Brittain Fellowship Digital Pedagogy Social Media

Course Blogs: Commenting Privately on a Student’s Post

Rebecca Burnett and I had a conversation about the nature of commenting on student blog posts. As instructors, should we have the option of making a private comment – viewable only to the student author, or should all comments be viewable to all students? There is an argument to be made for complete transparency in a course blog. I believe there are situations, however, where dialogue between an instructor and a student might benefit from a degree of privacy. The example that comes immediately to mind relates to marking a post. In the past, I have returned what I believe to be confidential communication regarding assignment feedback and grading to students through an external medium (email, rubrics uploaded to T-Square’s dropbox, emma, etc.). And yet I have thought it would be preferable for students to be able to read my feedback inline with their posts. I just wasn’t sure how to accomplish such a thing without making this confidential feedback publicly available.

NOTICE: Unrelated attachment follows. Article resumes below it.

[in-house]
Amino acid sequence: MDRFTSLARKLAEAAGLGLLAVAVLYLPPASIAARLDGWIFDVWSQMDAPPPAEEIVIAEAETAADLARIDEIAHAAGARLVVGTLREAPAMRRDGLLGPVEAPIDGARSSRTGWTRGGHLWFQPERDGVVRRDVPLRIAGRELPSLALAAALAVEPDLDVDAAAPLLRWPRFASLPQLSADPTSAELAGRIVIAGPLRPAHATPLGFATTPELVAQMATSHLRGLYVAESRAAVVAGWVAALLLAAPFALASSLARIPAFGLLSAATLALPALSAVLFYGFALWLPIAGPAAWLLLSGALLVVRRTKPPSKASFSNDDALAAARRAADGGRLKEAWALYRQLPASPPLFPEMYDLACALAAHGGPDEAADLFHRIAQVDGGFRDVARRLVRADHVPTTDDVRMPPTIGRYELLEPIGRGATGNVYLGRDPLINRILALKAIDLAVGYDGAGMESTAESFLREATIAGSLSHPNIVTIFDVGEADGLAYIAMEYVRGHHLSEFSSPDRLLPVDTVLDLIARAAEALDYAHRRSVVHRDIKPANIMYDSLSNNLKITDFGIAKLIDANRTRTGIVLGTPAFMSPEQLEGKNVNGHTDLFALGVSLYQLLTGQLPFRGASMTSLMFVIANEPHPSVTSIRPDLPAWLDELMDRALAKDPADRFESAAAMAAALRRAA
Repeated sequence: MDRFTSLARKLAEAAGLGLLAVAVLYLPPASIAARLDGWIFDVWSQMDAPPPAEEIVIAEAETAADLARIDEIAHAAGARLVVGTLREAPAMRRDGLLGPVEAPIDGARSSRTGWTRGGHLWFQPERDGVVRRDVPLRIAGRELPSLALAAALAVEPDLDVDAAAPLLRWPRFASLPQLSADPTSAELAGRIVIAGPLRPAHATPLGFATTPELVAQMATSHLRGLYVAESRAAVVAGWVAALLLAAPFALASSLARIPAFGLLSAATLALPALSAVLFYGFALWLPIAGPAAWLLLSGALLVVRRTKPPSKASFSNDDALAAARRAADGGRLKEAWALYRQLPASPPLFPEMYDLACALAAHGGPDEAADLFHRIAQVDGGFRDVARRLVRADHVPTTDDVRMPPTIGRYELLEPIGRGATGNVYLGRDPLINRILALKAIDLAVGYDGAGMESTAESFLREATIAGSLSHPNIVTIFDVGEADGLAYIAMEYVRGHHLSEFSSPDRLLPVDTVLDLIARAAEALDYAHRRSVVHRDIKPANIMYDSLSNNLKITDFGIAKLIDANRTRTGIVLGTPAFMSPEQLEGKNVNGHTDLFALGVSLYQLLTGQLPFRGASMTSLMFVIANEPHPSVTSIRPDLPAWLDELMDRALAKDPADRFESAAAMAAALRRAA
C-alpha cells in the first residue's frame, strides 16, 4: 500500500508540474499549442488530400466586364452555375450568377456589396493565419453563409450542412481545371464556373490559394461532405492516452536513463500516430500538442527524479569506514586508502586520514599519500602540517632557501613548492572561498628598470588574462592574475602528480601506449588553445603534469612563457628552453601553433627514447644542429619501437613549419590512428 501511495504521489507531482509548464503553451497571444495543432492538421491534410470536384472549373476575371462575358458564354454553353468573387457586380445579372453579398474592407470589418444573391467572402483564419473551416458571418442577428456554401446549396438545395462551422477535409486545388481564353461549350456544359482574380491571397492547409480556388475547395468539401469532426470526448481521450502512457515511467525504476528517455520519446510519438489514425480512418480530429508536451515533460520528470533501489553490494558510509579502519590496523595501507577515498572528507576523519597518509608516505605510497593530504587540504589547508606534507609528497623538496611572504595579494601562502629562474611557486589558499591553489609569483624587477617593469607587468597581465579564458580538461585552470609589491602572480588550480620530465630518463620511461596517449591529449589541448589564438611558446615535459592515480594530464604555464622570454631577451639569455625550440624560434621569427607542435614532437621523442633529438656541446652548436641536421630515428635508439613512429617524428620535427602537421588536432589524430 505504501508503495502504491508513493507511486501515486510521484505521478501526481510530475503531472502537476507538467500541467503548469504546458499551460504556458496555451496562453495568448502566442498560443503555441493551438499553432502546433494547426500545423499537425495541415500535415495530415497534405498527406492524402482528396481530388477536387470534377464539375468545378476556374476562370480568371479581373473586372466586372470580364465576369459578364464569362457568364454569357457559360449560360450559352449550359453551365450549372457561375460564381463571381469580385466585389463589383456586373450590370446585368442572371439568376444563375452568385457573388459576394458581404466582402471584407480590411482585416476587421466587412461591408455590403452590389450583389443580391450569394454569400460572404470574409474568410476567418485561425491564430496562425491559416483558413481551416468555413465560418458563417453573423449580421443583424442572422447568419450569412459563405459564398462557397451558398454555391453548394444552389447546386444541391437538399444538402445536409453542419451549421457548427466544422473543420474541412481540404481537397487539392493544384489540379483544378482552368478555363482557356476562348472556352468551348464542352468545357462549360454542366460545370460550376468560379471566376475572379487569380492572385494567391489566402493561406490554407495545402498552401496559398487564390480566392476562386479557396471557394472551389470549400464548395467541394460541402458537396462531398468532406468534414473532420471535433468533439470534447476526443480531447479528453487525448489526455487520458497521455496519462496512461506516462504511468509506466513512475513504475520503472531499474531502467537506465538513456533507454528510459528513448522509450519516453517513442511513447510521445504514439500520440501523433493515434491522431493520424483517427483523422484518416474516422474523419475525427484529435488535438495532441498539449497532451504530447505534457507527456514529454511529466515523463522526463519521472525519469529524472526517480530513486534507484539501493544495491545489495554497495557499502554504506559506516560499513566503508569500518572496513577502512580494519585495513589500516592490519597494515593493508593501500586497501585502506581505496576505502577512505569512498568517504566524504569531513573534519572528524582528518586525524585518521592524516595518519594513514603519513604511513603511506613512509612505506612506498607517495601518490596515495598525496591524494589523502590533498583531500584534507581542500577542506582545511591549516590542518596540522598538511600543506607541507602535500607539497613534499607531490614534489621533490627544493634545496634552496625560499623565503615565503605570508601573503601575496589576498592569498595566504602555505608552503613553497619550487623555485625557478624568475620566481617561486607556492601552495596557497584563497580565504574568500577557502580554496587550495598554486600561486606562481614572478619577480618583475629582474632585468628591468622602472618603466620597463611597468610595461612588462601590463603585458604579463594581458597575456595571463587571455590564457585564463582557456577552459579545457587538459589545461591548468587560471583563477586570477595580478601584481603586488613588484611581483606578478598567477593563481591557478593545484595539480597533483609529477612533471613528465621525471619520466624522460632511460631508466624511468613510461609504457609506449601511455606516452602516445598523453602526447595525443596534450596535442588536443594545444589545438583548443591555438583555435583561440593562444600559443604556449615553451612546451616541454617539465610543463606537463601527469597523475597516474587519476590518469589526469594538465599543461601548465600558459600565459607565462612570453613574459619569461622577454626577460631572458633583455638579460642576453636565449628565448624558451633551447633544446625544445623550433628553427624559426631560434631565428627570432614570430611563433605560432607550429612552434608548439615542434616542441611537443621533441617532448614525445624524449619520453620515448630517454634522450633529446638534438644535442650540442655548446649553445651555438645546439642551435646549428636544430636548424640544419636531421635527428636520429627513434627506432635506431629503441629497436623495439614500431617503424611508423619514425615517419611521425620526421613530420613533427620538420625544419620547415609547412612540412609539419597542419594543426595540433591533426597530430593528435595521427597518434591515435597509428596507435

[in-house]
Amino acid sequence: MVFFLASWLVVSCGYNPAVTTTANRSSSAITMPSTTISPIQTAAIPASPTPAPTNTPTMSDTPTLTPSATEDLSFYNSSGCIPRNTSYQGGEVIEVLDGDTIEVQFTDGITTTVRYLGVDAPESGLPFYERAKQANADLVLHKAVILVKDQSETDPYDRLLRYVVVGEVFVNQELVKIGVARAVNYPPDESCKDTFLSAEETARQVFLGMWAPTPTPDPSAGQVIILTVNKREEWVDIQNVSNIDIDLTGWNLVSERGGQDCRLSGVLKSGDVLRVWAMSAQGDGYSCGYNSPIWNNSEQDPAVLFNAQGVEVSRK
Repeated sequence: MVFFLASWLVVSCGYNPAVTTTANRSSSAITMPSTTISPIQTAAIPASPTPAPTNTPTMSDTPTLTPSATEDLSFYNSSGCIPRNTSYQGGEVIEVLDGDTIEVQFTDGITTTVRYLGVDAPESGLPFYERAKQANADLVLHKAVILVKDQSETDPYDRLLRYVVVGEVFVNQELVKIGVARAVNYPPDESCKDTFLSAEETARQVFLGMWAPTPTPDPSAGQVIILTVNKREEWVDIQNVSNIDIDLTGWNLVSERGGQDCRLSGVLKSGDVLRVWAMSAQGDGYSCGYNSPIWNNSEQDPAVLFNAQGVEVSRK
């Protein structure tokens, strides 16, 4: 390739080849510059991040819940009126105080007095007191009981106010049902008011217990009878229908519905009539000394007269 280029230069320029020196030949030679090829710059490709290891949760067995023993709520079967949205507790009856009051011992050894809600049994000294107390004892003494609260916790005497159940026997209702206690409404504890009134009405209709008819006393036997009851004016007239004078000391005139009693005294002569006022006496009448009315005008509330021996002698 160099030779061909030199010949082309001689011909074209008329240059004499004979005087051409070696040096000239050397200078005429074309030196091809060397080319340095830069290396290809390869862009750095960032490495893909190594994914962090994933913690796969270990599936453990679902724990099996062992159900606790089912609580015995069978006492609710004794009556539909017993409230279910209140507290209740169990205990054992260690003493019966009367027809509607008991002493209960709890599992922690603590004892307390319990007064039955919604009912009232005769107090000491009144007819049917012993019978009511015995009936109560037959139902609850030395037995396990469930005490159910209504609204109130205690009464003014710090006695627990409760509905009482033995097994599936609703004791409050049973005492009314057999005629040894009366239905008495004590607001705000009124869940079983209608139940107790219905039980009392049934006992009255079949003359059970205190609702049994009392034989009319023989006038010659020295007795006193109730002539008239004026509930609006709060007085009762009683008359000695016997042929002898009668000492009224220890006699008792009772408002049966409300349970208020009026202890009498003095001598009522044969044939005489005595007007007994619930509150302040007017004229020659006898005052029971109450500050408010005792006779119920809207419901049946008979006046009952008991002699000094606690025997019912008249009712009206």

The Whisper Comment Reloaded interface
After my discussion with Rebecca, I went digging around in WordPress’s Plugin Directory and found a viable candidate. It’s called “Whisper Comment Reloaded”, and offers a simple solution to the public/private comment conundrum. Add the Plugin to your blog and alter the settings as you see fit (I opted for “Whisper to an author of a blog post”, and that was about all I needed to do). Now, when I click the “Leave a Reply” link at the bottom of a post, an extra tick-box appears below the comment field. By ticking that box, the plugin invokes a “Whisper” – only the blog author and the administrator can see the comment. All other Authors – and I classify all my students as Authors – see only this message in the list of comments: (…whisper…).

Considering that there are approximately 18,000 WordPress Plugins listed in the WordPress Plugin directory, I expect there are other, similar and perhaps better solutions. I’d be eager to hear if anyone else has had an experience – good or bad – with a plugin like this.
Happy blogging!

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